An article was published this week about a mother dying hours after childbirth because her OB immediately pulled her placenta out after the baby was born. I wish this was a rare story, but that practice is absolutely commonplace.
I started noticing this trend of OBs (and sometimes midwives) beginning to pull on the cord to manually remove the placenta immediately after the baby was born about two years ago. Most often this was just done, without asking, they’d start tugging. They call it “providing traction.”
I witnessed this protocol, called a “managed third stage,” cause many problems, primarily hemorrhage (which they’d then stop with more pit), retained pieces of the placenta, breastfeeding problems, and infections. There was also emotional trauma of having that consent taken away in such a violent way. I’ve talked to many people who knew they’d hemorrhaged, but never knew why until we talked about this protocol, and they recognized it immediately as what had happened to them.
I was not up for witnessing that abuse happen on my watch ever again, so I got to work. I researched this protocol, learned why and how it began, and got input from multiple medical professionals.
I began talking to every client I had about the importance of insisting on an un-managed third stage. We discussed it prenatally, we brought it up again before pushing, and as those mamas held their babies in those precious first moments, I kept close watch on what was going on with the cord.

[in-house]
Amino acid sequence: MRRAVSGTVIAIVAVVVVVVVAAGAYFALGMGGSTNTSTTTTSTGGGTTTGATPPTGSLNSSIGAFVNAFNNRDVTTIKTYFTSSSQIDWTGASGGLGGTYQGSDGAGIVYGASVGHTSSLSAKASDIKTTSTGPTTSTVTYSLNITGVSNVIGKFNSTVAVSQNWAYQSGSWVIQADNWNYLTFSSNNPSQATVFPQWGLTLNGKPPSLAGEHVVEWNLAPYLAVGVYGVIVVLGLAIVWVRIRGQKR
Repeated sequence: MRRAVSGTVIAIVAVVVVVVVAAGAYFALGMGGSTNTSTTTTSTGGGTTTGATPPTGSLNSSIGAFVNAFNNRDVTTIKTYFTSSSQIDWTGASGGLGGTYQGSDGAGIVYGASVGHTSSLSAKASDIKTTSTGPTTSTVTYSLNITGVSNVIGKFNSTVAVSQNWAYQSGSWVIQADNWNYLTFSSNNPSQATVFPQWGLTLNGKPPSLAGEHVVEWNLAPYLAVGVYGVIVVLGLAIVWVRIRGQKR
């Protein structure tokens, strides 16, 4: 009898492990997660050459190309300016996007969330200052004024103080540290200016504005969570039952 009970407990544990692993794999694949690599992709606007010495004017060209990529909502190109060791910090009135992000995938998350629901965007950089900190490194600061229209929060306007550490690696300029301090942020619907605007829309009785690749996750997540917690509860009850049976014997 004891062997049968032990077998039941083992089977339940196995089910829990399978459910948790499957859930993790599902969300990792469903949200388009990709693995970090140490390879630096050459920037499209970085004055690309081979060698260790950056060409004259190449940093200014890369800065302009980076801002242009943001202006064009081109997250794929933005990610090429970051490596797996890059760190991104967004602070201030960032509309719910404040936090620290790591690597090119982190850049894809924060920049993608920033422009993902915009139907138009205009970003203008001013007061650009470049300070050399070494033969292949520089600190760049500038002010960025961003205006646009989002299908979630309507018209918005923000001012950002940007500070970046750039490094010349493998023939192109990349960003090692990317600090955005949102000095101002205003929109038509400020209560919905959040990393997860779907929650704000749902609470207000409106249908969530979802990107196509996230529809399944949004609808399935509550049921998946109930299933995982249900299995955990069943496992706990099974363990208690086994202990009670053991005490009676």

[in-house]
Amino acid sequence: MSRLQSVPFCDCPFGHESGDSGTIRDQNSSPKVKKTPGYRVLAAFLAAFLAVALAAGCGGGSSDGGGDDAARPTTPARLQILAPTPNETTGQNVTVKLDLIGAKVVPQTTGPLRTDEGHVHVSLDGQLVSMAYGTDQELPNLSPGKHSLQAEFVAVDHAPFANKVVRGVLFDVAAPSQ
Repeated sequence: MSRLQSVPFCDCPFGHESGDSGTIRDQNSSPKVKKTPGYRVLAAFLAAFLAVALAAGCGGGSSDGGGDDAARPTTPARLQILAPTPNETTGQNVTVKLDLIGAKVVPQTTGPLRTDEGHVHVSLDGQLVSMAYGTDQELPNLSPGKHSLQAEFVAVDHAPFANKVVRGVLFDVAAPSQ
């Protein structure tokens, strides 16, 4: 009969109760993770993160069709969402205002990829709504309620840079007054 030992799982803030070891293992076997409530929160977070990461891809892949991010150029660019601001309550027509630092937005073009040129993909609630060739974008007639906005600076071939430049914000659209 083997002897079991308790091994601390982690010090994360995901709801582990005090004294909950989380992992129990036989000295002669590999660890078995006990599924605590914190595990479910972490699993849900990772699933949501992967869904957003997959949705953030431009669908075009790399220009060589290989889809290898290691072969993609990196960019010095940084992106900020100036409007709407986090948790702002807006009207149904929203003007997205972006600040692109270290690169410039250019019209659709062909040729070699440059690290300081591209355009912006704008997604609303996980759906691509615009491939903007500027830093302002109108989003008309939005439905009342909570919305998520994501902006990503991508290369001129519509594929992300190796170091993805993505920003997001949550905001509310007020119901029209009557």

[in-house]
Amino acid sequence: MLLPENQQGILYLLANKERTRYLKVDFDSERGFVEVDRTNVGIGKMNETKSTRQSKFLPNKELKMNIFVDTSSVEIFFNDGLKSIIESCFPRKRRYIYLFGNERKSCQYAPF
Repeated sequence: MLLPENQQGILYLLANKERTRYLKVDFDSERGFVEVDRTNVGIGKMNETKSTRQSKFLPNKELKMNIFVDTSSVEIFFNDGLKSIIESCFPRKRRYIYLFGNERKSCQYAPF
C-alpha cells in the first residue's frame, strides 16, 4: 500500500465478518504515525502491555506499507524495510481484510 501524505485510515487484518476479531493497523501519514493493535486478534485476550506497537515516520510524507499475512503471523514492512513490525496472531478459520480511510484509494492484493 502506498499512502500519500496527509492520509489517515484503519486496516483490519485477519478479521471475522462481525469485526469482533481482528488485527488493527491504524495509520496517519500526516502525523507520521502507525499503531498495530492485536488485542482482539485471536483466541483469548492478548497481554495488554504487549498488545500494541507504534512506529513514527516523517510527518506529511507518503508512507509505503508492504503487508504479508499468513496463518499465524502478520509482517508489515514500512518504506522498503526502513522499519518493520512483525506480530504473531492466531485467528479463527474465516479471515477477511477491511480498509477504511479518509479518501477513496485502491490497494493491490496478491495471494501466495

It took me some practice to figure out how to navigate the OB power dynamics and “convince” them to stop providing traction (but of course still check for bleeding after the delivery.) One OB asked me, “but how will the placenta come out without me pulling it out?” He has actually never seen a physiologic unmanaged third stage. I explained to him how placentas are “naturally” birthed, and he did step back and witness it!
Now, I am confident in my advocacy skills in ensuring that my clients do not receive this kind of care during this stage. My clients will not hemorrhage because of a hasty OB and breeched consent. I’ve actually begun training other doulas in the phrases that worked, and the prep that was needed, especially for doulas who serve marginalized communities who are at higher risk of poor treatment.
I grieve for the mother in this article, and I promise I will keep fighting with all I’ve got to ensure that my clients will not experience the same.
If you are pregnant or supporting a pregnant person and want to learn more about how to prevent this, please reach out! We all need to know more about the third stage.